Long Reads Of The Week: 6 October 2013

5 great reads you missed from around the web

1 | "The door was kept locked, and a guard was stationed outside twenty-four hours a day[...] White blinds covered floor-to-ceiling windows. There were whiteboards, and on five white Formica tables sat five new laptops, unconnected to the Internet or to any other network. The trove of documents from Snowden were kept on these computers, in encrypted file containers. Accessing each container required three passwords, and no individual knew more than one. " The New Yorker's extensive profile of Guardian editor Alan Rusbridger and how he broke the Edward Snowden story, by Ken Auletta, reads, at times, like a political thriller. A fascinating, thorough account of one of the biggests news stories of the year.

Advertisement - Continue Reading Below

2 | Every year, Bob Dylan is rumoured to be in line for the Noble Prize for Literature, and every year, the notion is sniffed at by the literary world. Here, writing for the The New York Times, Bill Wyman puts forward the most compelling case yet why the idea should be taken seriously: "If the academy doesn’t recognize Bob Dylan – a bard who embodied the most significant cultural upheaval of the second half of the last century – it will squander its best chance to honor a pop poet."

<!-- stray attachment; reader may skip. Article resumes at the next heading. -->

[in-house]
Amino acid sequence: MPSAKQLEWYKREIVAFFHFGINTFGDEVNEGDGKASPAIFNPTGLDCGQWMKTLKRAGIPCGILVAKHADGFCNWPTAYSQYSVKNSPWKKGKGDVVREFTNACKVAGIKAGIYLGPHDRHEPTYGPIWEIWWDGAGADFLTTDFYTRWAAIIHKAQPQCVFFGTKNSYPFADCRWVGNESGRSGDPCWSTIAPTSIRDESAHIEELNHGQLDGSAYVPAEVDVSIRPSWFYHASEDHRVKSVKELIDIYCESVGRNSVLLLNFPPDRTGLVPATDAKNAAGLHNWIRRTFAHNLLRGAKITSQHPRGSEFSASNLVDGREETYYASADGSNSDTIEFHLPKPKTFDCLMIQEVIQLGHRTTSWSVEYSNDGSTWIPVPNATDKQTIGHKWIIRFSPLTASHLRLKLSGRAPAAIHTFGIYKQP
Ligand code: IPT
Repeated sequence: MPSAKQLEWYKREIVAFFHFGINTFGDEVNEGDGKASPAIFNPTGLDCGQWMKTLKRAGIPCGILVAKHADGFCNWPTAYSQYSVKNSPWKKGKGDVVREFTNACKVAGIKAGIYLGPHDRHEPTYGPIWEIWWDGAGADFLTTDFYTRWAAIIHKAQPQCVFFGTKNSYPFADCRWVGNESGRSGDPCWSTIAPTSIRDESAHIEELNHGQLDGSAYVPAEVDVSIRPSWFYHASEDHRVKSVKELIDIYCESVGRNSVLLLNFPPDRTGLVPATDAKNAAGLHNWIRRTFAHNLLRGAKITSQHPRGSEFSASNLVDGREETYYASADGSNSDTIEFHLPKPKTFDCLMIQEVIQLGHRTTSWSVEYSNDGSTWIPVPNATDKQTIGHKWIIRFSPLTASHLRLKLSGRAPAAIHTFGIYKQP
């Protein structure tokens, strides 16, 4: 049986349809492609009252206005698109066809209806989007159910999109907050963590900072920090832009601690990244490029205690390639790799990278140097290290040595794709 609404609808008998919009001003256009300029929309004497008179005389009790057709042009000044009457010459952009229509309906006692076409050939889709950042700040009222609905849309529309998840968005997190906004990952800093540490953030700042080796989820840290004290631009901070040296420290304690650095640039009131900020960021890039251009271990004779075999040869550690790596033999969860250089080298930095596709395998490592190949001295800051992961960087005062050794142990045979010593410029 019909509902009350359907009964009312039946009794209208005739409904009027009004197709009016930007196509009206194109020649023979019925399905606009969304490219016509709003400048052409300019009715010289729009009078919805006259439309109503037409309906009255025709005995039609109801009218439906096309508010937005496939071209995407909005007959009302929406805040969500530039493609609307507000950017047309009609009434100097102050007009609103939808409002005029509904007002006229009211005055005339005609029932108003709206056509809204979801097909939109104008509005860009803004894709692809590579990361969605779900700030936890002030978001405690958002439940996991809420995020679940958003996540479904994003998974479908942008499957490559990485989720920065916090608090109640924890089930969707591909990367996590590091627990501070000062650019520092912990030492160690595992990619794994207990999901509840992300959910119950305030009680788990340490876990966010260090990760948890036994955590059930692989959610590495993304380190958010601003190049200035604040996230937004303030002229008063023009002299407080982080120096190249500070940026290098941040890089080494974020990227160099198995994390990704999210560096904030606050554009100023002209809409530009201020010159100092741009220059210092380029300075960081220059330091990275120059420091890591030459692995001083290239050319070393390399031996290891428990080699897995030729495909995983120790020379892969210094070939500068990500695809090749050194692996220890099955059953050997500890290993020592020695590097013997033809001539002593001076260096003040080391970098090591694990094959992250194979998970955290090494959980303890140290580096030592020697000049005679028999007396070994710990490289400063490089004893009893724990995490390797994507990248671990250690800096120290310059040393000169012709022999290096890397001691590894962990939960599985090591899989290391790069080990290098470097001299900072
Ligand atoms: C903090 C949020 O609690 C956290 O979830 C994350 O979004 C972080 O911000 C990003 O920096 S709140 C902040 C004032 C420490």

Most Popular

3 | "Not long after Radcliffe moved out on his own, he started drinking. By his own description, this was not casual drinking at parties, but every-night drinking, heavy drinking, drinking to the point of making a scene and then blacking out." Writing again in The New York Times, Susan Dominus travels with Daniel Radcliffe as he promotes his latest film Kill Your Darlings in Venice. The emerging portrait is a fascinating look at fame and a man who managed to pull himself back from the cliched fate of the childhood star.


4 | What is social media doing to the sex lives of our teenagers? Transforming it beyond recognition, according to this report by Vanity Fair. Bling Ring author Nancy Jo Sales interviews several young people about hook-up culture, pornography and how we may be "raising our kids to be performers".

5 | As part of their excellent 80th anniversary edition, American Esquire's Chris Jones tells the incredible story the time in 1963 when a JFK-carrying Air Force One went dark.